Orbital Test Satellite

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Orbital Test Satellite 2
Mission type Technology demonstration
Communications satellite
Operator ESA
COSPAR ID 1978-044A
SATCAT no. 10855
Mission duration Final: 12 years, 7 months, 21 days
Spacecraft properties
Manufacturer British Aerospace[1]
Launch mass 865 kg (1,907 lb)[1][2]
BOL mass 445 kg (981 lb)[1]
Dimensions 2.4 × 2.1 m (7.9 × 6.9 ft)[1]
Power 600 watts[1]
Start of mission
Launch date 11 May 1978, 22:59 (1978-05-11UTC22:59) UTC[2]
Rocket Delta 3914[2]
Launch site Cape Canaveral LC-17A[2]
End of mission
Disposal Placed in graveyard orbit
Deactivated 2 January 1991 (1991-01-03)[2]
Orbital parameters
Reference system Geocentric
Regime Geosynchronous

The Orbital Test Satellite programme was an experimental satellite system inherited by the European Space Agency (ESA) in 1975 from its predecessor, the European Space Research Organisation (ESRO).

The first of the pair of OTS satellites (OTS-1) were lost at launch in the failure of its US Delta launcher in September 1977. OTS-2 was successfully launched in 1978, again using the Delta rocket and became one of the first geostationary communications satellites to carry six Ku-band transponders and was capable of handling 7,200 telephone circuits. With a mass of approximately 445 kg on station, the OTS 2 bus was hexagonal with overall dimensions of 2.4 m by 2.1 m. Two solar panels with a span of 9.3 m provided 0.6 kW of electrical power. British Aerospace was the prime contractor from the European MESH consortium which developed the OTS vehicle. It completed its primary mission in 1984 after which the spacecraft was involved in a 6-year program of experiments, including the testing of a new attitude control technique taking advantage of solar radiation pressure forces. In January 1991, OTS 2 was moved out of the geostationary ring and into a graveyard orbit.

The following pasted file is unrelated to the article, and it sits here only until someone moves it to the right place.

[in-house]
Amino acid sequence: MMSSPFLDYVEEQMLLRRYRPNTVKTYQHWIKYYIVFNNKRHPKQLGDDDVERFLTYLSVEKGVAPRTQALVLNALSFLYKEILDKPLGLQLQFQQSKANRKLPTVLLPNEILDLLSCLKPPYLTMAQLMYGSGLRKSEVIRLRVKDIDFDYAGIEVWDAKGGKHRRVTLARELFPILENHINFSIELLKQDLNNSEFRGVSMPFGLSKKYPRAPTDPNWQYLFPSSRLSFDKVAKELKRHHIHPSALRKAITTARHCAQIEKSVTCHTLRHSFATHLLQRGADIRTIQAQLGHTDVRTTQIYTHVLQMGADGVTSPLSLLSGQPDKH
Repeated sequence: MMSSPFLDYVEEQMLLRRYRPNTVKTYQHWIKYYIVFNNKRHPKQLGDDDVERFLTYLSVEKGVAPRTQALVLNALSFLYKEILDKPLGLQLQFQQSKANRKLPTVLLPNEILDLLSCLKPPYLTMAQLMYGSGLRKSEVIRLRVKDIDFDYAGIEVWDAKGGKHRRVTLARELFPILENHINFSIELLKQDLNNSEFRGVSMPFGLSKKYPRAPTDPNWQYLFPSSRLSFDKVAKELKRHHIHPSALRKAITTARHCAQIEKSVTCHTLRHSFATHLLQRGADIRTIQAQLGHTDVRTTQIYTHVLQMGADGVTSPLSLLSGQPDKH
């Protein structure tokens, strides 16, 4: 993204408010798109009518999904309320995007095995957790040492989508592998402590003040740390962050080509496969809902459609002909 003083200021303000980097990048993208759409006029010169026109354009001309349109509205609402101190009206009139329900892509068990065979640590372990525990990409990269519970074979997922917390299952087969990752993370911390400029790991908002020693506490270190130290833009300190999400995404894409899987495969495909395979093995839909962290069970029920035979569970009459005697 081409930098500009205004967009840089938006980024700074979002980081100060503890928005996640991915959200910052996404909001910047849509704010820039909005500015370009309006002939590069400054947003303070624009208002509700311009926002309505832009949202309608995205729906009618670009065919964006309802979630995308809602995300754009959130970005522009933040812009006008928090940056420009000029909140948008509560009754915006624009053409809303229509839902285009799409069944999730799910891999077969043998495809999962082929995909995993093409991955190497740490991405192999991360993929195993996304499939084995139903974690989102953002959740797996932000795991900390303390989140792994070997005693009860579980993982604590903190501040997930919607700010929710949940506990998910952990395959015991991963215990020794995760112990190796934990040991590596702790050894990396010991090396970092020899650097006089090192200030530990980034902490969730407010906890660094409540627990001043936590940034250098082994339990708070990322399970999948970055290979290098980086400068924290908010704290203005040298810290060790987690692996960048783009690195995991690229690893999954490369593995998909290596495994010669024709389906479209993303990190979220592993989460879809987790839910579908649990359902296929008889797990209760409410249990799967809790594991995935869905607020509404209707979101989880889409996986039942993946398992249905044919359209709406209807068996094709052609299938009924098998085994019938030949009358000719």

References[edit]

This article contains information that originally came from a U.S. Government website, in the public domain.

  1. ^ a b c d e "OTS 2". National Space Science Data Center. NASA. Retrieved 6 January 2017. 
  2. ^ a b c d e "ECS/OTS". Encyclopedia Astronautica. Retrieved 6 January 2017.